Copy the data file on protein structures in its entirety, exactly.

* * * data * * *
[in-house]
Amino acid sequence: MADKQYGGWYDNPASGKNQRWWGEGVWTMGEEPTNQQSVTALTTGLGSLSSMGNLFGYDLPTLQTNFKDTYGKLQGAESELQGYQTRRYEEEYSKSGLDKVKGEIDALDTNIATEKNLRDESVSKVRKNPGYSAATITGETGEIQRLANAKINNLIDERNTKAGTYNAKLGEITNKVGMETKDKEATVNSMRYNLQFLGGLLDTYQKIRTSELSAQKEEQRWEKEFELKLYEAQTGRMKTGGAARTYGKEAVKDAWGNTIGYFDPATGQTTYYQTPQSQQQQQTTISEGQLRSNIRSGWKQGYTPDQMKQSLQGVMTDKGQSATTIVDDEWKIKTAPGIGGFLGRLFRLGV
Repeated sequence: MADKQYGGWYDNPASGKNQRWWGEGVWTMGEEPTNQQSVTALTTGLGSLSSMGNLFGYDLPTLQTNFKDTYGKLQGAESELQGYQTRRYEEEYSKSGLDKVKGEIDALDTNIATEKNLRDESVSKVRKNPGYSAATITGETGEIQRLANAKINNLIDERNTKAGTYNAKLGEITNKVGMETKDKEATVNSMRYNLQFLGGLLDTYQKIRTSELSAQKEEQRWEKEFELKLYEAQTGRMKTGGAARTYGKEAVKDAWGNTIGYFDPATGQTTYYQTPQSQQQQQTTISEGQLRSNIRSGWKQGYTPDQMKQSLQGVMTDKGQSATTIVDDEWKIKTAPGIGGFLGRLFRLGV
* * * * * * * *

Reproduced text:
[in-house]
Amino acid sequence: MADKQYGGWYDNPASGKNQRWWGEGVWTMGEEPTNQQSVTALTTGLGSLSSMGNLFGYDLPTLQTNFKDTYGKLQGAESELQGYQTRRYEEEYSKSGLDKVKGEIDALDTNIATEKNLRDESVSKVRKNPGYSAATITGETGEIQRLANAKINNLIDERNTKAGTYNAKLGEITNKVGMETKDKEATVNSMRYNLQFLGGLLDTYQKIRTSELSAQKEEQRWEKEFELKLYEAQTGRMKTGGAARTYGKEAVKDAWGNTIGYFDPATGQTTYYQTPQSQQQQQTTISEGQLRSNIRSGWKQGYTPDQMKQSLQGVMTDKGQSATTIVDDEWKIKTAPGIGGFLGRLFRLGV
Repeated sequence: MADKQYGGWYDNPASGKNQRWWGEGVWTMGEEPTNQQSVTALTTGLGSLSSMGNLFGYDLPTLQTNFKDTYGKLQGAESELQGYQTRRYEEEYSKSGLDKVKGEIDALDTNIATEKNLRDESVSKVRKNPGYSAATITGETGEIQRLANAKINNLIDERNTKAGTYNAKLGEITNKVGMETKDKEATVNSMRYNLQFLGGLLDTYQKIRTSELSAQKEEQRWEKEFELKLYEAQTGRMKTGGAARTYGKEAVKDAWGNTIGYFDPATGQTTYYQTPQSQQQQQTTISEGQLRSNIRSGWKQGYTPDQMKQSLQGVMTDKGQSATTIVDDEWKIKTAPGIGGFLGRLFRLGV